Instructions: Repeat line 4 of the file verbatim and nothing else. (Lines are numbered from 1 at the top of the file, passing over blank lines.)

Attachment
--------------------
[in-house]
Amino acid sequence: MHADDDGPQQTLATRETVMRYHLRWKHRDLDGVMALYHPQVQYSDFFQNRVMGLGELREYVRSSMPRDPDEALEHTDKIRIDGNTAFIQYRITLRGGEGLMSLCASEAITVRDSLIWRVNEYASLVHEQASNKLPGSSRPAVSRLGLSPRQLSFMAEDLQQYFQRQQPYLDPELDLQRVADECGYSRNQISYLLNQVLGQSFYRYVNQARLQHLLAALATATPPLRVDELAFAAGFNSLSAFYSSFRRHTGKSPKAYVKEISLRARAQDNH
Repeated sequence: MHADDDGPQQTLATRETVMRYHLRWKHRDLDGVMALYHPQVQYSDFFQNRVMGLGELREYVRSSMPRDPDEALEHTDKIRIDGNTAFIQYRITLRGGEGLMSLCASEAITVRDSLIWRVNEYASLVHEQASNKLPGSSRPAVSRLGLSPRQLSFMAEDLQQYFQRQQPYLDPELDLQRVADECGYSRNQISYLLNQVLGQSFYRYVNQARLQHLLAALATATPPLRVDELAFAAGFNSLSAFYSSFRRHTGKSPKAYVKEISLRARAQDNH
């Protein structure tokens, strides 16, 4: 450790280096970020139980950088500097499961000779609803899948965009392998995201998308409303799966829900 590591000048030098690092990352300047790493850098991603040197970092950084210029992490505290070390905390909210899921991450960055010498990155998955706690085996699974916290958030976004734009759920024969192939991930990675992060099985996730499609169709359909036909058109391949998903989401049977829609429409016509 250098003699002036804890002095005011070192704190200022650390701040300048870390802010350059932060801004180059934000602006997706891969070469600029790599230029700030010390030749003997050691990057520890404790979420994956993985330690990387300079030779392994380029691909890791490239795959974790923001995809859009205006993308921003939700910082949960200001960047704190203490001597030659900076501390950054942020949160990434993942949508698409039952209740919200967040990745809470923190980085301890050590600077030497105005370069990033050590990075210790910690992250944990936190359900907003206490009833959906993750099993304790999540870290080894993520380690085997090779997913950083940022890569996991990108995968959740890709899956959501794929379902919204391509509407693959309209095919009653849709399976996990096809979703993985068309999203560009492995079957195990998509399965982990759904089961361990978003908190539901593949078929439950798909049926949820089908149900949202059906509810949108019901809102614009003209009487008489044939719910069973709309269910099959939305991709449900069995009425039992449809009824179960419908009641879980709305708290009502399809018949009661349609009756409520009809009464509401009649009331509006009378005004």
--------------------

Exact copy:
């Protein structure tokens, strides 16, 4: 450790280096970020139980950088500097499961000779609803899948965009392998995201998308409303799966829900 590591000048030098690092990352300047790493850098991603040197970092950084210029992490505290070390905390909210899921991450960055010498990155998955706690085996699974916290958030976004734009759920024969192939991930990675992060099985996730499609169709359909036909058109391949998903989401049977829609429409016509 250098003699002036804890002095005011070192704190200022650390701040300048870390802010350059932060801004180059934000602006997706891969070469600029790599230029700030010390030749003997050691990057520890404790979420994956993985330690990387300079030779392994380029691909890791490239795959974790923001995809859009205006993308921003939700910082949960200001960047704190203490001597030659900076501390950054942020949160990434993942949508698409039952209740919200967040990745809470923190980085301890050590600077030497105005370069990033050590990075210790910690992250944990936190359900907003206490009833959906993750099993304790999540870290080894993520380690085997090779997913950083940022890569996991990108995968959740890709899956959501794929379902919204391509509407693959309209095919009653849709399976996990096809979703993985068309999203560009492995079957195990998509399965982990759904089961361990978003908190539901593949078929439950798909049926949820089908149900949202059906509810949108019901809102614009003209009487008489044939719910069973709309269910099959939305991709449900069995009425039992449809009824179960419908009641879980709305708290009502399809018949009661349609009756409520009809009464509401009649009331509006009378005004």